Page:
The thriving amp and cabinet modeling industry shows no signs of slowing down, with more and more guitarists (and bassists) mothballing their heavy and bulky rigs for lightweight and portable digital setups. At least one major player, Kemper, offers an elegant powered head setup, but most of the other high-end modelers, such as Fractal and Line 6’s Helix, require some means of amplifying for anyone who wants to push air onstage. That’s where the Line 6 Powercabs come in. These powered 1x12 cabinets are designed to give guitarists not just volume on a gig, but also some clever options as to what that volume sounds like and how it’s delivered.
The Powercab 112 Plus on review here ($799 street) is the more full-featured sibling of the straightforward Powercab 112 ($599 street). It rocks a 1x12 speaker with a 1" compression driver that fires directly through the center pole piece of the 12" woofer, so you can capture both sound sources if you choose to mic the cab, and it delivers 250 watts into 8Ω. If you want the most basic application, simply plug your modeler into the 1/4" input jack and choose Flat (if you’re using your modeler’s cabinet emulations) or one of the six onboard speaker types (if you’ve defeated the cabinet emulations in your modeler). That’s what I initially did with a Kemper Profiler and it worked seamlessly. I had no problem doing a rehearsal and a gig using both the Kemper’s speaker sims and the Powercab’s. Bam. Done.
If, however, you want to explore more choices, the Powercab 112 Plus affords you lots of flexibility. You get Input 2, which can take a signal from a mixer or play backing tracks from an mp3 player. There is also a digital AES/EBU for even lower-latency connection from any modeler that supports that. There’s MIDI connectivity for both program change and continuous controller info, and a USB port for advanced editing options or connecting to a DAW. As for outputs, you can route the Powercab’s signal through the XLR out (with several choices of microphone modeling) or via USB for direct recording applications.
Most of us really just care about how this cab sounds, though, and it sounds fabulous. I A/B’ed my powered Kemper through a 1x12 cab and the Powercab, and while both applications sounded great, the Powercab provides more detail and dimension. Some of that could be due to the fact that the Powercab sounds brighter overall, thanks to the 1" compression driver. But I also discovered that for some Kemper profiles that bug me a little because they’re a little edgy or dark, I could always find a speaker model in the Powercab to bring out the best in them: taming highs, rounding off jagged edges, or tightening lows. It’s a very musical way of tone chasing that goes way beyond EQ. This makes a case for not only using the Powercab’s speaker models, but matching those sims to individual presets and changing them via MIDI.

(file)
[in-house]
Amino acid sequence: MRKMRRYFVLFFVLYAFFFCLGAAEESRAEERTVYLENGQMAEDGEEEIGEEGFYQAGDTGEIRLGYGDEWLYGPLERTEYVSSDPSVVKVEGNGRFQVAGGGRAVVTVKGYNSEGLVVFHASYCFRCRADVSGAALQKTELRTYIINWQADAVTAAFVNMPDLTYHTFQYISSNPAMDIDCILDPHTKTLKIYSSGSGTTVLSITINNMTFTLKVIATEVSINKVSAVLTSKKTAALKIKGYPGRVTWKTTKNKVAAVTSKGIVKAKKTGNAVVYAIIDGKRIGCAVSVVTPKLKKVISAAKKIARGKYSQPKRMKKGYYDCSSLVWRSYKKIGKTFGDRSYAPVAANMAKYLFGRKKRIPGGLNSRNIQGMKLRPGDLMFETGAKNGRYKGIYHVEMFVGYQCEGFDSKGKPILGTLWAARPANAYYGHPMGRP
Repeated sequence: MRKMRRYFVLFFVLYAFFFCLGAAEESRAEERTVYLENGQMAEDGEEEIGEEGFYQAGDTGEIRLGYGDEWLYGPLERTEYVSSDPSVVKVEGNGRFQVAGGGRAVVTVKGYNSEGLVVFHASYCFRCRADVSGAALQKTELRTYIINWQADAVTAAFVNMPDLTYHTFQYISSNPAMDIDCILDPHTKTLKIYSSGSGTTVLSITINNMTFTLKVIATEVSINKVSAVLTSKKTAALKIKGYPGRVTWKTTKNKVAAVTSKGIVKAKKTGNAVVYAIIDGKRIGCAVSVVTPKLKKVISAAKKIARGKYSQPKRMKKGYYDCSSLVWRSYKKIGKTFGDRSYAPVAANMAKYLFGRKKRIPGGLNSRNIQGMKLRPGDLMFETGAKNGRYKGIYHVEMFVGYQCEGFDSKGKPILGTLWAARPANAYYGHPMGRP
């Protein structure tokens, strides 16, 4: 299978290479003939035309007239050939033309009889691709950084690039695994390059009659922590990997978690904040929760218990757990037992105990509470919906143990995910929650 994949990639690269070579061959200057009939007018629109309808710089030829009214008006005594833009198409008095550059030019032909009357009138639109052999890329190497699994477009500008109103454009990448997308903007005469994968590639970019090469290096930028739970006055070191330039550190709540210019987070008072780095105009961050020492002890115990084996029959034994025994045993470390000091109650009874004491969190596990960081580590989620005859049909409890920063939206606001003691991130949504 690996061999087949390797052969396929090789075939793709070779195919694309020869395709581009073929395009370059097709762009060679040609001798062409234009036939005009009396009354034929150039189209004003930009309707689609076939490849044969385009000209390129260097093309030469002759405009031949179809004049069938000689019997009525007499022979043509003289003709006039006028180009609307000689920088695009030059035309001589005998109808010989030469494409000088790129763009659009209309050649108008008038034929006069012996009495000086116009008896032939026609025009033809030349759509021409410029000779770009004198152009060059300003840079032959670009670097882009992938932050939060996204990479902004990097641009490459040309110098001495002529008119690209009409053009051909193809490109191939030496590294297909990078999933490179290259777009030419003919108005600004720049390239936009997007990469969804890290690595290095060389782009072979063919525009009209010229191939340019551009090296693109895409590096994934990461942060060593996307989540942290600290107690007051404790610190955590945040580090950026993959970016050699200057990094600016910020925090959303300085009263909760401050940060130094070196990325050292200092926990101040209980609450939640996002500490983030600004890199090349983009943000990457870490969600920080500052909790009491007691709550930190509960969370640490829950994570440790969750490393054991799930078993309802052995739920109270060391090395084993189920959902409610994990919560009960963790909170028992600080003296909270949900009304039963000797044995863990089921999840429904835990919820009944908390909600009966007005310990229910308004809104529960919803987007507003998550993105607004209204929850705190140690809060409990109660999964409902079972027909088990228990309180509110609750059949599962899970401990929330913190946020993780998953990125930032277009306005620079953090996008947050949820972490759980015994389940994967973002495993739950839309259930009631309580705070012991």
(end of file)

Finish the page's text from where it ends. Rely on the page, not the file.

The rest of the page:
In addition to the great sound, the Powercab’s feel is right on the money. Line 6 wanted to deliver the “amp in the room” experience that can be elusive with digital gear and they really nailed it. That’s what the six speaker models are designed to do. You can, however, use the six impulse responses that the Plus comes with (or import additional third-party IRs) to get the more-produced sound of a miked speaker if you want. I personally didn’t like the IRs nearly as much as the speaker sims, but this is a feature that a lot of players will appreciate.
The Powercab 112 Plus is a very well-thought out piece of gear that addresses a need in the industry and should sway players who think that modeling rigs don’t sound or feel like “real” amps. It’s lightweight, loud, and good looking. If you don’t need all the connectivity and IR capability, you can save $200 and get the Powercab 112, but to me the added features make the Plus worth it. Well done!
KUDOS Great speaker models. Smart cosmetics. Impressive flexibility.